Saturday, Oct 25, 2014

ICC World Twenty20: We just got to walk the talk out there on the field, says Darren Sammy

Darren Sammy wants his team to silence the chirpy Australians in Friday's World Twenty20 match (Reuters) Darren Sammy wants his team to silence the chirpy Australians in Friday's World Twenty20 match (Reuters)
Reuters | Mirpur | Posted: March 27, 2014 3:36 pm

West Indies captain Darren Sammy wants his team to silence the chirpy Australians in Friday’s World Twenty20 match, the outcome of which will likely determine the fate of both teams in the tournament.

India top Group Two having won the first two matches and hope to consolidate their position with a victory against struggling hosts Bangladesh on Friday that would virtually secure them one of the two semi-final spots from the group.

West Indies are second, having beaten Bangladesh to bounce back after their loss against India, while Australia are fourth having lost their first match to Pakistan.

Australian all-rounder James Faulkner has already added spice to the important contest after Australian media quoted him as saying he does not particularly like the West Indies team.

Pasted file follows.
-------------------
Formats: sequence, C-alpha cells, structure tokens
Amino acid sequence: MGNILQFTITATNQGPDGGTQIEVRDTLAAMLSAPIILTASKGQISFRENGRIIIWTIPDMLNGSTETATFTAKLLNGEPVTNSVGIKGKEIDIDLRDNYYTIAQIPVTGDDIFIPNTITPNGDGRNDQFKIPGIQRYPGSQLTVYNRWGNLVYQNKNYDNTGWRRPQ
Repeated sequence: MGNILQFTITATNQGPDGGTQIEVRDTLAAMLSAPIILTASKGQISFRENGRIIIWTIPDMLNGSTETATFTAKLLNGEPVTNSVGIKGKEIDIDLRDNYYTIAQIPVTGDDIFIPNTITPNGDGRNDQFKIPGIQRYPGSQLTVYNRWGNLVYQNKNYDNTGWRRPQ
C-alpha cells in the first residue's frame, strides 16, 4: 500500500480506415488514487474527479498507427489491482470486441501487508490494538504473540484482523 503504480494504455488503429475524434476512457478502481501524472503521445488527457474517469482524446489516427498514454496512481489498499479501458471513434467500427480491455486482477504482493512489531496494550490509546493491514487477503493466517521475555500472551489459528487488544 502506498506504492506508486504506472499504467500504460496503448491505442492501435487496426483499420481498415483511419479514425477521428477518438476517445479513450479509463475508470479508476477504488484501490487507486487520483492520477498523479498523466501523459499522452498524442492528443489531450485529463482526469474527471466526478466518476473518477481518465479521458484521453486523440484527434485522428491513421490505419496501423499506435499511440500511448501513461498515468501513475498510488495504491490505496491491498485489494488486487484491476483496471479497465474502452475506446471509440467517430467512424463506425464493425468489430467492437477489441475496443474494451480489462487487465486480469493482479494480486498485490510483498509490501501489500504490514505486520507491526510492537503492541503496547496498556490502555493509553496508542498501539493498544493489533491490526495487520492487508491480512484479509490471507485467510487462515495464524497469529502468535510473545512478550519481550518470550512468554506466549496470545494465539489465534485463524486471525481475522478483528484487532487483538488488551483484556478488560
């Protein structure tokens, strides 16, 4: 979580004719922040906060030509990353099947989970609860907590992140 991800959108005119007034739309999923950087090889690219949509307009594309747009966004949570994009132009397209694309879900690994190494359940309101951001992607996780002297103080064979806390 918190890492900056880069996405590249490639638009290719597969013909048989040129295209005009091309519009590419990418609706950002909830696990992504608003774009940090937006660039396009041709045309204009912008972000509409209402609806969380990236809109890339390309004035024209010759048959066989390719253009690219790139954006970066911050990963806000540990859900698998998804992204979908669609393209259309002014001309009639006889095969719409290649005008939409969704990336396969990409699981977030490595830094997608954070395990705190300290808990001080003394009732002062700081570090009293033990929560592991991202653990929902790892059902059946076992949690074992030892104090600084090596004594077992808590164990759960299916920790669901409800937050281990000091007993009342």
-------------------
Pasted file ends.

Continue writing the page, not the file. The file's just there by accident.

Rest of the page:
“The Australians normally have a lot to say,” Sammy told reporters when asked for a reaction.

“We (are) just here to play cricket. I think James is the only cricketer who does not love West Indies. I could safely say that West Indies are the second favourite team for the fans (after their home team).

“It doesn’t bother us. Talk is talk. We just got to walk the talk out there on the field. He can say all he wants. We’re not bothered by it,” said the all-rounder.

Eventual champions West Indies thumped Australia by 74 runs in the semi-final of the 2012 tournament in Sri Lanka and Sammy said his team was getting close their best.

“So far in the tournament we’ve not played to our full potential. Once we do that, we’d be very destructive and we were destructive in that semi-final (in the) last World Cup.”

The importance of Friday’s contest was not lost on Australia wicketkeeper Brad Haddin either.

“You know exactly where you stand now. There is no second chance for us,” said Haddin, hoping Australia would continue the momentum from their recent Ashes and South Africa test series victory.

“We got to make sure we bring our A game and play under the pressure. We have done that well over the last four months and I see no reason why we can’t do that.”

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